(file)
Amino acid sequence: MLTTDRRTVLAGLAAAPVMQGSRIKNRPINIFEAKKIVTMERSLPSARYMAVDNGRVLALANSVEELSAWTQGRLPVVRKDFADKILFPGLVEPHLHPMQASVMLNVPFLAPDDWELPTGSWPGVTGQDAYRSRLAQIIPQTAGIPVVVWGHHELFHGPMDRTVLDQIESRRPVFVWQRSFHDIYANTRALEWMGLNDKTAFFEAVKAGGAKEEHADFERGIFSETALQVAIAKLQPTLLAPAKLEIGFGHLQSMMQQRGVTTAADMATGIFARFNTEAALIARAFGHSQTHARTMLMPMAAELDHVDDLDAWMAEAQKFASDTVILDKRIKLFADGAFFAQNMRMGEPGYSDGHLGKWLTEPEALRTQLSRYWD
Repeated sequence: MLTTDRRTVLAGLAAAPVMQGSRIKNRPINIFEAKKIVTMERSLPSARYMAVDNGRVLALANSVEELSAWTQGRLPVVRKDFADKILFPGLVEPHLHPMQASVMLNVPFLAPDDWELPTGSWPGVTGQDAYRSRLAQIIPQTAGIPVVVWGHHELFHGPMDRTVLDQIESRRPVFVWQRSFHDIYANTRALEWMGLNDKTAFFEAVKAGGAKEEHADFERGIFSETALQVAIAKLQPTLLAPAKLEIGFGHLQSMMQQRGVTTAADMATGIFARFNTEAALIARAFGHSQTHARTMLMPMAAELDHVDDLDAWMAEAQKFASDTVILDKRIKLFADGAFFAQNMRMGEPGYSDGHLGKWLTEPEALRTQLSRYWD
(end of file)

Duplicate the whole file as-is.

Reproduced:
Amino acid sequence: MLTTDRRTVLAGLAAAPVMQGSRIKNRPINIFEAKKIVTMERSLPSARYMAVDNGRVLALANSVEELSAWTQGRLPVVRKDFADKILFPGLVEPHLHPMQASVMLNVPFLAPDDWELPTGSWPGVTGQDAYRSRLAQIIPQTAGIPVVVWGHHELFHGPMDRTVLDQIESRRPVFVWQRSFHDIYANTRALEWMGLNDKTAFFEAVKAGGAKEEHADFERGIFSETALQVAIAKLQPTLLAPAKLEIGFGHLQSMMQQRGVTTAADMATGIFARFNTEAALIARAFGHSQTHARTMLMPMAAELDHVDDLDAWMAEAQKFASDTVILDKRIKLFADGAFFAQNMRMGEPGYSDGHLGKWLTEPEALRTQLSRYWD
Repeated sequence: MLTTDRRTVLAGLAAAPVMQGSRIKNRPINIFEAKKIVTMERSLPSARYMAVDNGRVLALANSVEELSAWTQGRLPVVRKDFADKILFPGLVEPHLHPMQASVMLNVPFLAPDDWELPTGSWPGVTGQDAYRSRLAQIIPQTAGIPVVVWGHHELFHGPMDRTVLDQIESRRPVFVWQRSFHDIYANTRALEWMGLNDKTAFFEAVKAGGAKEEHADFERGIFSETALQVAIAKLQPTLLAPAKLEIGFGHLQSMMQQRGVTTAADMATGIFARFNTEAALIARAFGHSQTHARTMLMPMAAELDHVDDLDAWMAEAQKFASDTVILDKRIKLFADGAFFAQNMRMGEPGYSDGHLGKWLTEPEALRTQLSRYWD